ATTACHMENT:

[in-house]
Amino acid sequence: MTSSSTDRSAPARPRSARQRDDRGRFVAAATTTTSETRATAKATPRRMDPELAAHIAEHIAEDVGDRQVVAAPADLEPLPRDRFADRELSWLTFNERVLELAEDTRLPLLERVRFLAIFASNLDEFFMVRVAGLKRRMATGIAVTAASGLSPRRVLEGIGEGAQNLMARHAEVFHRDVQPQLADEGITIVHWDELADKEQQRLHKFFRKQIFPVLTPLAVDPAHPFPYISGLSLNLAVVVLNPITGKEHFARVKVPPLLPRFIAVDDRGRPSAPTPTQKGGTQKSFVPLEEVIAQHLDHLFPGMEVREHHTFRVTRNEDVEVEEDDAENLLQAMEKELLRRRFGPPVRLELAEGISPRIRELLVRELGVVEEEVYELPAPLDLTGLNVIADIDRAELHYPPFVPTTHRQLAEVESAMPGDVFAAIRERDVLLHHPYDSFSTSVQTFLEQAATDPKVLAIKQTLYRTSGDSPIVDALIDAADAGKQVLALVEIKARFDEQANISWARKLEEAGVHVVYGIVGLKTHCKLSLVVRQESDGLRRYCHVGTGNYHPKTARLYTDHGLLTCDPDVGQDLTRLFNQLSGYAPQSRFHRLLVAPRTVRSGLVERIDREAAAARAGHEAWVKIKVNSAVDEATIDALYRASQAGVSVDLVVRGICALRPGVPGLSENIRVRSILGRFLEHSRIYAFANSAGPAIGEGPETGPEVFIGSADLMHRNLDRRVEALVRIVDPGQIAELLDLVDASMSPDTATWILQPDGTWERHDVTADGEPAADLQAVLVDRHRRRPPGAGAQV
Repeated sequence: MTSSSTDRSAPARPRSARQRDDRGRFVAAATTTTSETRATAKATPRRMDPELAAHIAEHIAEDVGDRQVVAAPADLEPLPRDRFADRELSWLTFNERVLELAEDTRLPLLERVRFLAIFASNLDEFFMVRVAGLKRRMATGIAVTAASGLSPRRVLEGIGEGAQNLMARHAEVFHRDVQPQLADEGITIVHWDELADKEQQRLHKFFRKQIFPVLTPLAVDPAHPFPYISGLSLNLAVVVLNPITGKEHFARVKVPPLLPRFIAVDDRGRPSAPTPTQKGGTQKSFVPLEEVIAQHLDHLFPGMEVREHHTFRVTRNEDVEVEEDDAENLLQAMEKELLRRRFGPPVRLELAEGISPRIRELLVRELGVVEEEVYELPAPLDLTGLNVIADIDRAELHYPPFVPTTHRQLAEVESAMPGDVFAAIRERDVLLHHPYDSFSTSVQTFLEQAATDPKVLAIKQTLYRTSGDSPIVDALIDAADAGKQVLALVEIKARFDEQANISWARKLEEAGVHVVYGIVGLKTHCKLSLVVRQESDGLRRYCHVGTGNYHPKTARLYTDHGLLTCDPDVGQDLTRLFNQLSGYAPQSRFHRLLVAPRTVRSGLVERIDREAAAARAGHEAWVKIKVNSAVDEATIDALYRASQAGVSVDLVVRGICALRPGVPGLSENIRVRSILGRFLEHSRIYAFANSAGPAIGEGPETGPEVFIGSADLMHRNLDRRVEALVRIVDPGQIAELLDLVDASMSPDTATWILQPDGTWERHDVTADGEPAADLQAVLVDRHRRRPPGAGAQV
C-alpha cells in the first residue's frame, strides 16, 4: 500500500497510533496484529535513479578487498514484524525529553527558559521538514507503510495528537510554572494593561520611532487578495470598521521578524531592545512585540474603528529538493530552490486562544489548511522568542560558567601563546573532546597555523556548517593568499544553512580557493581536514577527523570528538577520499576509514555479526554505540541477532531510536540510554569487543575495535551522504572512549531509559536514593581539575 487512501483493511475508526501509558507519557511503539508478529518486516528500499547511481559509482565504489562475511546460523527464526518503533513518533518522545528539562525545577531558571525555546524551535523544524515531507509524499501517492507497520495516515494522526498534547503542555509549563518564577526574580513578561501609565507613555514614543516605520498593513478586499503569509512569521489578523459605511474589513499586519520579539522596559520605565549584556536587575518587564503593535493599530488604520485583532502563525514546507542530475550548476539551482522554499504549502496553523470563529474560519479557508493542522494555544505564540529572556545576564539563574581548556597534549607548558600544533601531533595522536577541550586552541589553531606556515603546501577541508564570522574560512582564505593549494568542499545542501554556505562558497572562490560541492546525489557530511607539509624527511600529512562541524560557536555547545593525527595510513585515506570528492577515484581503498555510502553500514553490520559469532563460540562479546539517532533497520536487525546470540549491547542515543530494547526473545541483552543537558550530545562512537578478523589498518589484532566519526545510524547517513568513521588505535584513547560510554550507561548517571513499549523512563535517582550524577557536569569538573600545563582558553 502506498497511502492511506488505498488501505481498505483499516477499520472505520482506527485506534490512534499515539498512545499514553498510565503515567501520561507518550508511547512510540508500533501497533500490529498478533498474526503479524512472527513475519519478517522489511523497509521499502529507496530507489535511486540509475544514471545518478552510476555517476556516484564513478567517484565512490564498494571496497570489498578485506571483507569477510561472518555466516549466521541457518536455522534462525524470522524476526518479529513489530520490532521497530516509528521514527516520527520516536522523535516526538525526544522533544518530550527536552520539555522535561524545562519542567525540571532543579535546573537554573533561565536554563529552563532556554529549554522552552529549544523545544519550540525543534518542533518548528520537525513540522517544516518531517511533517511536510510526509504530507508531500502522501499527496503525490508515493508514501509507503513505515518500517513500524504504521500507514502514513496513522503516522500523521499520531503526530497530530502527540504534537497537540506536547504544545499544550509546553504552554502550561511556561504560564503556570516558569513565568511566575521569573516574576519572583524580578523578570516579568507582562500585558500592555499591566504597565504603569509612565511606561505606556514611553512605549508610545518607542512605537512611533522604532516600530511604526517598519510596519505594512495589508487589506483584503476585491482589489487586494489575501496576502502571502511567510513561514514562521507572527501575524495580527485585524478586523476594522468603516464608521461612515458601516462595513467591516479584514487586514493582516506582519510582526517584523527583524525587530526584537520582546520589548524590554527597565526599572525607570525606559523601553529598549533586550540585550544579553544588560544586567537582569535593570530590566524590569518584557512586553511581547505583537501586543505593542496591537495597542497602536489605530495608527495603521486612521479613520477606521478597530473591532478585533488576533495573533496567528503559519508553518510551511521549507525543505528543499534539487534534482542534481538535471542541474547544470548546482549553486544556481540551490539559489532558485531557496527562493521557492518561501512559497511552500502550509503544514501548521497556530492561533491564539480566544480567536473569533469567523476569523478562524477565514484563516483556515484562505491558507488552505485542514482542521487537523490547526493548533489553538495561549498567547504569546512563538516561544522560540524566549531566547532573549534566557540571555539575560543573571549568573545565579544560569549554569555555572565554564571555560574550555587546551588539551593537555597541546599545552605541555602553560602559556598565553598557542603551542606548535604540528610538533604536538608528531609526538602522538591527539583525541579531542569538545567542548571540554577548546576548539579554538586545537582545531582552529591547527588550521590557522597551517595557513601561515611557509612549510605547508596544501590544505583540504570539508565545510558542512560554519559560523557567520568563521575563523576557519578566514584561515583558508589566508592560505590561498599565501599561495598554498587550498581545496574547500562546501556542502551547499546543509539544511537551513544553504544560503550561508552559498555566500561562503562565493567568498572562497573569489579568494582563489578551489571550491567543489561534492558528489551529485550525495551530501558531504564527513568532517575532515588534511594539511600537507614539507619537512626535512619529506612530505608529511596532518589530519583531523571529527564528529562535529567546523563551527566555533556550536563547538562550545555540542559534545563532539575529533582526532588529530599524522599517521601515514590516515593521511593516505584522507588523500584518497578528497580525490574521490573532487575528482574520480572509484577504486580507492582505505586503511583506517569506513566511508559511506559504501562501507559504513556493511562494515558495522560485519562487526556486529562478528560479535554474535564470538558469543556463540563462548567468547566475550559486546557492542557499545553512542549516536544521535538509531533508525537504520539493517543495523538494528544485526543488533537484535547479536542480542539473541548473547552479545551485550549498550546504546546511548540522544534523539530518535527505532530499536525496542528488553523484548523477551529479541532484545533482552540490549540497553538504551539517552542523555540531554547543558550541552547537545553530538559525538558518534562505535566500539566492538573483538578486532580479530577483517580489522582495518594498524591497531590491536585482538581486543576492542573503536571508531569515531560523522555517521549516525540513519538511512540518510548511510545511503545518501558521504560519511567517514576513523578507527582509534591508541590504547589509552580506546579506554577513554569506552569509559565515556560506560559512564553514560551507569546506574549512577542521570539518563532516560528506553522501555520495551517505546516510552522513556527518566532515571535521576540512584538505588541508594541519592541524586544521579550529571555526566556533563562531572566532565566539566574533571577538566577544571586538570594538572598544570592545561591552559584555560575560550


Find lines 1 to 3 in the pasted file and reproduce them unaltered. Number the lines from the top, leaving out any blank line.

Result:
[in-house]
Amino acid sequence: MTSSSTDRSAPARPRSARQRDDRGRFVAAATTTTSETRATAKATPRRMDPELAAHIAEHIAEDVGDRQVVAAPADLEPLPRDRFADRELSWLTFNERVLELAEDTRLPLLERVRFLAIFASNLDEFFMVRVAGLKRRMATGIAVTAASGLSPRRVLEGIGEGAQNLMARHAEVFHRDVQPQLADEGITIVHWDELADKEQQRLHKFFRKQIFPVLTPLAVDPAHPFPYISGLSLNLAVVVLNPITGKEHFARVKVPPLLPRFIAVDDRGRPSAPTPTQKGGTQKSFVPLEEVIAQHLDHLFPGMEVREHHTFRVTRNEDVEVEEDDAENLLQAMEKELLRRRFGPPVRLELAEGISPRIRELLVRELGVVEEEVYELPAPLDLTGLNVIADIDRAELHYPPFVPTTHRQLAEVESAMPGDVFAAIRERDVLLHHPYDSFSTSVQTFLEQAATDPKVLAIKQTLYRTSGDSPIVDALIDAADAGKQVLALVEIKARFDEQANISWARKLEEAGVHVVYGIVGLKTHCKLSLVVRQESDGLRRYCHVGTGNYHPKTARLYTDHGLLTCDPDVGQDLTRLFNQLSGYAPQSRFHRLLVAPRTVRSGLVERIDREAAAARAGHEAWVKIKVNSAVDEATIDALYRASQAGVSVDLVVRGICALRPGVPGLSENIRVRSILGRFLEHSRIYAFANSAGPAIGEGPETGPEVFIGSADLMHRNLDRRVEALVRIVDPGQIAELLDLVDASMSPDTATWILQPDGTWERHDVTADGEPAADLQAVLVDRHRRRPPGAGAQV
Repeated sequence: MTSSSTDRSAPARPRSARQRDDRGRFVAAATTTTSETRATAKATPRRMDPELAAHIAEHIAEDVGDRQVVAAPADLEPLPRDRFADRELSWLTFNERVLELAEDTRLPLLERVRFLAIFASNLDEFFMVRVAGLKRRMATGIAVTAASGLSPRRVLEGIGEGAQNLMARHAEVFHRDVQPQLADEGITIVHWDELADKEQQRLHKFFRKQIFPVLTPLAVDPAHPFPYISGLSLNLAVVVLNPITGKEHFARVKVPPLLPRFIAVDDRGRPSAPTPTQKGGTQKSFVPLEEVIAQHLDHLFPGMEVREHHTFRVTRNEDVEVEEDDAENLLQAMEKELLRRRFGPPVRLELAEGISPRIRELLVRELGVVEEEVYELPAPLDLTGLNVIADIDRAELHYPPFVPTTHRQLAEVESAMPGDVFAAIRERDVLLHHPYDSFSTSVQTFLEQAATDPKVLAIKQTLYRTSGDSPIVDALIDAADAGKQVLALVEIKARFDEQANISWARKLEEAGVHVVYGIVGLKTHCKLSLVVRQESDGLRRYCHVGTGNYHPKTARLYTDHGLLTCDPDVGQDLTRLFNQLSGYAPQSRFHRLLVAPRTVRSGLVERIDREAAAARAGHEAWVKIKVNSAVDEATIDALYRASQAGVSVDLVVRGICALRPGVPGLSENIRVRSILGRFLEHSRIYAFANSAGPAIGEGPETGPEVFIGSADLMHRNLDRRVEALVRIVDPGQIAELLDLVDASMSPDTATWILQPDGTWERHDVTADGEPAADLQAVLVDRHRRRPPGAGAQV